Ranunculus No. 3
Jan 15, 2021
While entering this, my most recent painting, in an exhibition I was asked what “inspired” the painting. For floral paintings like this one, it’s clearly nature. I’m in rapture with the way this tiny flower’s petals fold in upon themselves like an infinity mirror and how each petal seems to flaunt its own particular combination of colors. It’s both a challenge and a joy to try to preserve it on canvas.
Sometimes artists are asked about the meaning of their work. That’s harder. My paintings tend to be self-evident, WYSIWYG, to use some old timey computer jargon. Their meaning isn’t hidden or ironic. They just are.
Of course, here in my blog I often tell a backstory of how the painting moved me as I created it or how it came to be. People like to hear those stories. Take this painting, for example. For my son’s wedding I was asked to create the flower arrangements and bouquets for the event. Orange, green and white ranunculus played a starring role. I can’t help but to remember that happy time and connect it to my ranunculus paintings. But that’s not the “meaning” of it per se.
What if it held no meaning to me? Would that matter? You might be shocked to hear me reply with a resounding “no!” Why, you ask. Because it’s not about what I think about it really. That’s my opinion and I can either love my paintings or paint over them if I don’t. What I am interested in is that you have a response to them.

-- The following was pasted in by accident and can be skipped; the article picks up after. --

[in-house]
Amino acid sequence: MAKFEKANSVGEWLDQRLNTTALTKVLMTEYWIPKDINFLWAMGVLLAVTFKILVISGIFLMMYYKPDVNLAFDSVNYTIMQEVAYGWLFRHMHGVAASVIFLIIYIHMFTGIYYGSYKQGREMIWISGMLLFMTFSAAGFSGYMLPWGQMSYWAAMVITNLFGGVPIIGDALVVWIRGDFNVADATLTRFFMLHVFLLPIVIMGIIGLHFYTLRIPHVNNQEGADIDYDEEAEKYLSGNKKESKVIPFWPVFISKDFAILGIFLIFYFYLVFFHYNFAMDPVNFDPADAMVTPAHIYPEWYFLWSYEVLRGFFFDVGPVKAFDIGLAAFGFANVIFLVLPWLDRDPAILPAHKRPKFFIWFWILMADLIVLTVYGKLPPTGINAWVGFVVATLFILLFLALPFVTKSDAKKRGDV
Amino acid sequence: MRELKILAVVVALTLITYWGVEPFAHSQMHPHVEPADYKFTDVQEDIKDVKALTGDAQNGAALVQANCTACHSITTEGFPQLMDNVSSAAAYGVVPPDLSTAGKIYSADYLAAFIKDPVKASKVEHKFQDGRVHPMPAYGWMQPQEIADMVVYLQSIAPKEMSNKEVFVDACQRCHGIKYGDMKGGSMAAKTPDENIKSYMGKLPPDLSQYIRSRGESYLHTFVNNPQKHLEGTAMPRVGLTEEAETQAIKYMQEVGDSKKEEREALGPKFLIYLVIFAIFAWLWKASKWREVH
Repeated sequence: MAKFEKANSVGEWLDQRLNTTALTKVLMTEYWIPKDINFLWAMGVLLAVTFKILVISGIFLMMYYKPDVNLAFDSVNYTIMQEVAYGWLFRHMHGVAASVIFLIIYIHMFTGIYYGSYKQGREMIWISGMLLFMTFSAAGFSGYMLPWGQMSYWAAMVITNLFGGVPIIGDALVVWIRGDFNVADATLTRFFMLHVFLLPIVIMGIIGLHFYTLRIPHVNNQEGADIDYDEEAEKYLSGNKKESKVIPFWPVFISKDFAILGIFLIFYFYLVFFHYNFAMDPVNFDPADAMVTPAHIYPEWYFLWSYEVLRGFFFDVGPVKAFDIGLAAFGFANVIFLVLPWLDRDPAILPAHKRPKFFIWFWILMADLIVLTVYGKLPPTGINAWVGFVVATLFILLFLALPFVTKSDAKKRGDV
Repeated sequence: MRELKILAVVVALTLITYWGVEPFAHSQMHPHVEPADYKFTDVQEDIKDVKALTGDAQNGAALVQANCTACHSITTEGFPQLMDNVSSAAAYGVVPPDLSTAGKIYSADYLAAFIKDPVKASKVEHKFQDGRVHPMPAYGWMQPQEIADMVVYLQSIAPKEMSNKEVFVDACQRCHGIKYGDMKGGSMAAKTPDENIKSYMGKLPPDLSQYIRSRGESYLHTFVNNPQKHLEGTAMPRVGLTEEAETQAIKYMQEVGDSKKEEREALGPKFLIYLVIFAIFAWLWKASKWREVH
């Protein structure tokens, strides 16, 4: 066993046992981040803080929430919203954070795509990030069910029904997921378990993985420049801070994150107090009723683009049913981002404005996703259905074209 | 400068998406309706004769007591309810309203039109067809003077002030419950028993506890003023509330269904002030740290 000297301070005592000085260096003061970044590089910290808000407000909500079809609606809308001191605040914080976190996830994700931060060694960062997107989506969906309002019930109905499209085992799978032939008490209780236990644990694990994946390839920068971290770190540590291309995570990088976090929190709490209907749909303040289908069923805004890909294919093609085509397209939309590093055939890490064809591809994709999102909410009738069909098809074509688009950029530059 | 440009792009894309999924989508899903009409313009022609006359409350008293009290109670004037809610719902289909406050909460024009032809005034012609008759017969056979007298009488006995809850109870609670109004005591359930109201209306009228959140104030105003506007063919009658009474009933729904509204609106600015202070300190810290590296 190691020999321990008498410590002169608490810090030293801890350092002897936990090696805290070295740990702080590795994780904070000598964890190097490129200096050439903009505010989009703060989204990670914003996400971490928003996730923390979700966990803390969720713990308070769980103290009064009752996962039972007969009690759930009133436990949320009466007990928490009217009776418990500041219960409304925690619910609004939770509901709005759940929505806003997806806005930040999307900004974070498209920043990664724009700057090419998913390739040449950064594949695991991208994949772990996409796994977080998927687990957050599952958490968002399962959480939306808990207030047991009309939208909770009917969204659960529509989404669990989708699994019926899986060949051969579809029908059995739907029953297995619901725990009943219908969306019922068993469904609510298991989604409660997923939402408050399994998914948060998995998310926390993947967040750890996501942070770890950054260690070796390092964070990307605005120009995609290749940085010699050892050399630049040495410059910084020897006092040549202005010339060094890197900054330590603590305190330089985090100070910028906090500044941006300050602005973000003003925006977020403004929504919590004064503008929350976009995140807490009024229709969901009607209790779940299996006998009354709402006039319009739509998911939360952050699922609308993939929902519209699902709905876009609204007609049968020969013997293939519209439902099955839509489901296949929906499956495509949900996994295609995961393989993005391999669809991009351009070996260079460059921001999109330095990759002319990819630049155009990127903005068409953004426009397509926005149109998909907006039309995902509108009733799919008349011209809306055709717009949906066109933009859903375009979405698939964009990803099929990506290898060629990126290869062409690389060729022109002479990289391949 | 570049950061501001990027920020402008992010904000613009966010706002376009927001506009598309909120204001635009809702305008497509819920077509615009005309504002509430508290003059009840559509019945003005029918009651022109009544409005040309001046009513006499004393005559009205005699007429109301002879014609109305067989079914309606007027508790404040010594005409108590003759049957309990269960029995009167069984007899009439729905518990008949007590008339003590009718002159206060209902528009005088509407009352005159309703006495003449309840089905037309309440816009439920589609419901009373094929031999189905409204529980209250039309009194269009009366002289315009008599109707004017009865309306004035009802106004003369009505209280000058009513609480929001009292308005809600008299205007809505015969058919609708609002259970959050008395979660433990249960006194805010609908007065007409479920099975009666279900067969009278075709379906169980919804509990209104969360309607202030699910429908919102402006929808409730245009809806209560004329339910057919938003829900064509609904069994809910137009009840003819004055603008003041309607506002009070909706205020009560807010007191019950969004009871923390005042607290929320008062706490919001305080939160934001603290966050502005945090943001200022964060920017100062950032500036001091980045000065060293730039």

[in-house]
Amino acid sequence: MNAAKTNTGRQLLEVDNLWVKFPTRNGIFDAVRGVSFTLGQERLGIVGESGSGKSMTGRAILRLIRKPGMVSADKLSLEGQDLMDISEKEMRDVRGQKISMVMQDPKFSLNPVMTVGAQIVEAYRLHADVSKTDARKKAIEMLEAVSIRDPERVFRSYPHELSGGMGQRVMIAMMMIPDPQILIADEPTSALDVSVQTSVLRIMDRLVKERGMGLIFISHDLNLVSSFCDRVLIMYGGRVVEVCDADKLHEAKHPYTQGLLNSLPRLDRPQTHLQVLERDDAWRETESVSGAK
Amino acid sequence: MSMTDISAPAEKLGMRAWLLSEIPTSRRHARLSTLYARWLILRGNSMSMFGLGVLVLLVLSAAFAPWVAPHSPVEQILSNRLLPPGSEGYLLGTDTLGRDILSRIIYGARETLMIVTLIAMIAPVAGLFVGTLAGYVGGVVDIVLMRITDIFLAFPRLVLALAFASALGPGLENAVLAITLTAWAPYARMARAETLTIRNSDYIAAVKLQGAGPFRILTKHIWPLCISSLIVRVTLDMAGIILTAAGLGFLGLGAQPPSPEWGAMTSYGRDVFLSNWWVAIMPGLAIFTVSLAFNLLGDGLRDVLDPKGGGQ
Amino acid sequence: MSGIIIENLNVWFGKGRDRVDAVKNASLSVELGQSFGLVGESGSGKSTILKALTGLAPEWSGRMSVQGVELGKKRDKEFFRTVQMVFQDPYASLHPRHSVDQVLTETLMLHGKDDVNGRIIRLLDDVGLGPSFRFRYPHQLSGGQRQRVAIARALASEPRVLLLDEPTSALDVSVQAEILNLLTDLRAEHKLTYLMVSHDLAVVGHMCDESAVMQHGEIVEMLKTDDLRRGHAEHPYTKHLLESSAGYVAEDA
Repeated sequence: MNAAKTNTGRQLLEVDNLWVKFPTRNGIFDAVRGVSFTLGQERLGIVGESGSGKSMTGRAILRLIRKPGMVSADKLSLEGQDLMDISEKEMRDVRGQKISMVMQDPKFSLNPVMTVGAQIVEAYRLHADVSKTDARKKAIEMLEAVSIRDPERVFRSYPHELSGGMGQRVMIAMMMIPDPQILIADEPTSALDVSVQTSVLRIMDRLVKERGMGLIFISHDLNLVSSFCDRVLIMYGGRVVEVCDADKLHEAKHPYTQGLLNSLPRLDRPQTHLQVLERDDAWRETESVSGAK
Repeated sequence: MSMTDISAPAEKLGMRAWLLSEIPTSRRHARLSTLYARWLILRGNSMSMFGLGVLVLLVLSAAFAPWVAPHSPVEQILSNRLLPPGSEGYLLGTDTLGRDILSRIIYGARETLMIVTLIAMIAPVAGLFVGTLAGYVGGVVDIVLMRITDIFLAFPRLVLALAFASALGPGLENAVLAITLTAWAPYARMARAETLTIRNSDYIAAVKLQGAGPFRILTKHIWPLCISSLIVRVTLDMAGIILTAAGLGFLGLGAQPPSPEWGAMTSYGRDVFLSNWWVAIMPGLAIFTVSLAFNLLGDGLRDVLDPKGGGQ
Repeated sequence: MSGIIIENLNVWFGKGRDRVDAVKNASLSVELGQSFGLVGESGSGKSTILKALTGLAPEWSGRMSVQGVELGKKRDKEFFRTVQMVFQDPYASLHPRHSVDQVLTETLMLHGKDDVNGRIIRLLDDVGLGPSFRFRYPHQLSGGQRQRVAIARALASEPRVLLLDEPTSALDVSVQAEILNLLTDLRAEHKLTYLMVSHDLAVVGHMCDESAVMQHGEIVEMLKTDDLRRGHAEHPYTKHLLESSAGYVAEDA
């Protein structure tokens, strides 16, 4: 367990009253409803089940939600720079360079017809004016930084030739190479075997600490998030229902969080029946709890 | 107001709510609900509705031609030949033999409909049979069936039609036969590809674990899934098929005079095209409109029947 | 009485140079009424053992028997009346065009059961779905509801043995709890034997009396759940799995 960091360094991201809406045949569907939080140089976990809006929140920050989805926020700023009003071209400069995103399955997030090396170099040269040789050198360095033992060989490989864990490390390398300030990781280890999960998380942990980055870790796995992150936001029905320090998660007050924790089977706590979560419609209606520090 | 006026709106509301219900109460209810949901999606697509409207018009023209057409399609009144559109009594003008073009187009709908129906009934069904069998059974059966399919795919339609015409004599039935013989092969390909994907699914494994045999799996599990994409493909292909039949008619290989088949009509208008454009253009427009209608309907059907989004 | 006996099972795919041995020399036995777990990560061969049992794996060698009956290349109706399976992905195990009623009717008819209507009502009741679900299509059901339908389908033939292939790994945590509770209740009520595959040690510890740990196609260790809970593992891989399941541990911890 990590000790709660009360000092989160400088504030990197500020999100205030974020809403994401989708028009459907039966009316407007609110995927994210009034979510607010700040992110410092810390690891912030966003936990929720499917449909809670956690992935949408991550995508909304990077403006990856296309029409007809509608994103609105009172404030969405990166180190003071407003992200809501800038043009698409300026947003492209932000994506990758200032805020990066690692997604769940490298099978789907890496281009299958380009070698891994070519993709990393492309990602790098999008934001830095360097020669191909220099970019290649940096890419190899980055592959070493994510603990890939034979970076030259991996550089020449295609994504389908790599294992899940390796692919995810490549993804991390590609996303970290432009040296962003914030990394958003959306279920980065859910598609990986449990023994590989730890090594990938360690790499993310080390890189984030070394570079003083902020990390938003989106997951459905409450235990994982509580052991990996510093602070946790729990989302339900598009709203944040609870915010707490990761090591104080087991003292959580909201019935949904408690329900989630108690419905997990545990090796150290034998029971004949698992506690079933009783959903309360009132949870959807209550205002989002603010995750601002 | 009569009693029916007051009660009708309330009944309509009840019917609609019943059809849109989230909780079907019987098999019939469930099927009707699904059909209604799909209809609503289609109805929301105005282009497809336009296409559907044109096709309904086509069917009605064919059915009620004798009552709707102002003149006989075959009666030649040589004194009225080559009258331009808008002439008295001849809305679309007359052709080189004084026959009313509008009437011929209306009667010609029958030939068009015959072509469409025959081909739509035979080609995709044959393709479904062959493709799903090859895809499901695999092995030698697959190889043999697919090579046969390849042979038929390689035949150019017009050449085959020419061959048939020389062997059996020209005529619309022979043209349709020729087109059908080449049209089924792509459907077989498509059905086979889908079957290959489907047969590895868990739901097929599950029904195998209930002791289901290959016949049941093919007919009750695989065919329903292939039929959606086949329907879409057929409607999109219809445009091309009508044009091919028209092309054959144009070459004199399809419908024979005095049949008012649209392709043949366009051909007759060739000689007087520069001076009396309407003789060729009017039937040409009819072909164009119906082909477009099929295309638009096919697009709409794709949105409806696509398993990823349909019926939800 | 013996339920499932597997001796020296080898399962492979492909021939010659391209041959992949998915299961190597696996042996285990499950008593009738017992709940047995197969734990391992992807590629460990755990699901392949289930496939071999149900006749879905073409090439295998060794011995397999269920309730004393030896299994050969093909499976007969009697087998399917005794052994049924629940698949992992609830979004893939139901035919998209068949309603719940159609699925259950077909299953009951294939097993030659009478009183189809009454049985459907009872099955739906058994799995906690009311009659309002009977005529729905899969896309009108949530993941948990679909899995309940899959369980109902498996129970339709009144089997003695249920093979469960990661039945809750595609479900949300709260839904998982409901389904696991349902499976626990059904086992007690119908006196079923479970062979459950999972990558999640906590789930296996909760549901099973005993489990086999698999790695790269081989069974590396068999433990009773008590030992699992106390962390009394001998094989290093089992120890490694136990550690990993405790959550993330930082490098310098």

Do they evoke a memory? Do they give you pleasure? Do they make you want to go plant a garden or pick a bouquet? Is this painting something you want to look at again or not? Does it bring some serenity into your life? Are you wondering if that background is black or green or what? Do you like getting in close to inspect the brushwork? Or is something amiss and it bugs the hell out of you? Get it away from me! Maybe it makes you want to sneeze. All’s fair in love and art.
Oddly, I’m somewhat indifferent to whether people like my work or not. I’m human though and while I’d prefer they did I’m also able to handle rejection when they’re not.
So the next time you’re standing in an art gallery or museum and wonder what that artist meant by painting whatever it is you see, know that there’s no “right” way to think about it. Only that you have your own unique experience with it, good or bad, and that’s all that matters, even when the artist is telling you otherwise. Because no matter what was intended at the outset, it’s your experience with it that matters. It’s what makes art so wonderful, personal and, at the same time, universal.
Painting: Ranunculus No. 3 © Lissa Banks 2021